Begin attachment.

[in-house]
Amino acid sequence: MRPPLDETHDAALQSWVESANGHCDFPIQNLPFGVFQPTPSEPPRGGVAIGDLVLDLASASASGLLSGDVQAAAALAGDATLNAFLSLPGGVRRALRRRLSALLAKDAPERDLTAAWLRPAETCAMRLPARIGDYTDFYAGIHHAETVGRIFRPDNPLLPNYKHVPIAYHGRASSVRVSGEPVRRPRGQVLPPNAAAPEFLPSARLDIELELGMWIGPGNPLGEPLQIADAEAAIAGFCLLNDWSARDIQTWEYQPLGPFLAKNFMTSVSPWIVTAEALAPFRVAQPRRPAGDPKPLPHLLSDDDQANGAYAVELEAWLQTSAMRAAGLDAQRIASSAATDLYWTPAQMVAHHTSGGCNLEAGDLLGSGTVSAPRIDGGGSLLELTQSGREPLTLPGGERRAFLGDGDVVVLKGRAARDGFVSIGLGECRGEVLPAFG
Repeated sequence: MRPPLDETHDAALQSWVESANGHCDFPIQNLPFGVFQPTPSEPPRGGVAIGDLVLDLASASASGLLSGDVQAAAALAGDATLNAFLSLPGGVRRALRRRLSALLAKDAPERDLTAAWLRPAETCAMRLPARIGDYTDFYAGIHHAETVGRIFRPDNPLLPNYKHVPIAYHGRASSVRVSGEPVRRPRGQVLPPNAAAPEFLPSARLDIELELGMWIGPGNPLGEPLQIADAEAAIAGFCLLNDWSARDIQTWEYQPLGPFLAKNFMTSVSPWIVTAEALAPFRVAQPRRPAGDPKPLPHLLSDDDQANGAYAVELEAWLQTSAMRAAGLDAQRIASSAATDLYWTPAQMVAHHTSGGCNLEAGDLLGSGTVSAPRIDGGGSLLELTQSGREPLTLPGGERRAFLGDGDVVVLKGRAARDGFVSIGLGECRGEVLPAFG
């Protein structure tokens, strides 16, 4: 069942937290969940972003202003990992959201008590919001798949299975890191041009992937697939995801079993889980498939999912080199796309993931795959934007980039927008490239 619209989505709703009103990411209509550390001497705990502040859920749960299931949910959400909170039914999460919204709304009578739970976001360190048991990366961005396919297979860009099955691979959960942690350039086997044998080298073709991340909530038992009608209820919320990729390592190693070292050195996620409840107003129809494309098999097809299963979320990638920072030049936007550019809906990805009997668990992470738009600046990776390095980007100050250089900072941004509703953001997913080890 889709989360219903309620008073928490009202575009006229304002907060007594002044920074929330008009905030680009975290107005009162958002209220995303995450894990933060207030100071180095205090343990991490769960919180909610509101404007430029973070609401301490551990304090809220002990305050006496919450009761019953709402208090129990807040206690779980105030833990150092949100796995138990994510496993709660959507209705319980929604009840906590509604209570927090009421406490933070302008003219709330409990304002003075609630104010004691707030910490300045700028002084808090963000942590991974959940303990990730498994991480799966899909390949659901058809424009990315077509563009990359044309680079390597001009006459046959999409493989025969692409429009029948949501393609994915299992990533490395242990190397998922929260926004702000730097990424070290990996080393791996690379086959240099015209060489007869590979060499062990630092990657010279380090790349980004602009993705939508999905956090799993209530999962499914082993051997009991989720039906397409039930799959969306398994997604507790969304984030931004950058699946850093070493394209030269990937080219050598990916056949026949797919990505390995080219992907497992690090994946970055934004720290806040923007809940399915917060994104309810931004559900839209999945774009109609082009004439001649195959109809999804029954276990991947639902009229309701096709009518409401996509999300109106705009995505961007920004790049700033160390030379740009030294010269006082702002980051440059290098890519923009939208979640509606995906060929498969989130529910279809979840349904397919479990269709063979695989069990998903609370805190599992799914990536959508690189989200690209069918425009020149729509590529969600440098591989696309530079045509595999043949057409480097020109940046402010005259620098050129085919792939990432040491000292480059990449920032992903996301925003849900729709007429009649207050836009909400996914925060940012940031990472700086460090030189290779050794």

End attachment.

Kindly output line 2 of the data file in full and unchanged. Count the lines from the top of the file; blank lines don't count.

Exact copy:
Amino acid sequence: MRPPLDETHDAALQSWVESANGHCDFPIQNLPFGVFQPTPSEPPRGGVAIGDLVLDLASASASGLLSGDVQAAAALAGDATLNAFLSLPGGVRRALRRRLSALLAKDAPERDLTAAWLRPAETCAMRLPARIGDYTDFYAGIHHAETVGRIFRPDNPLLPNYKHVPIAYHGRASSVRVSGEPVRRPRGQVLPPNAAAPEFLPSARLDIELELGMWIGPGNPLGEPLQIADAEAAIAGFCLLNDWSARDIQTWEYQPLGPFLAKNFMTSVSPWIVTAEALAPFRVAQPRRPAGDPKPLPHLLSDDDQANGAYAVELEAWLQTSAMRAAGLDAQRIASSAATDLYWTPAQMVAHHTSGGCNLEAGDLLGSGTVSAPRIDGGGSLLELTQSGREPLTLPGGERRAFLGDGDVVVLKGRAARDGFVSIGLGECRGEVLPAFG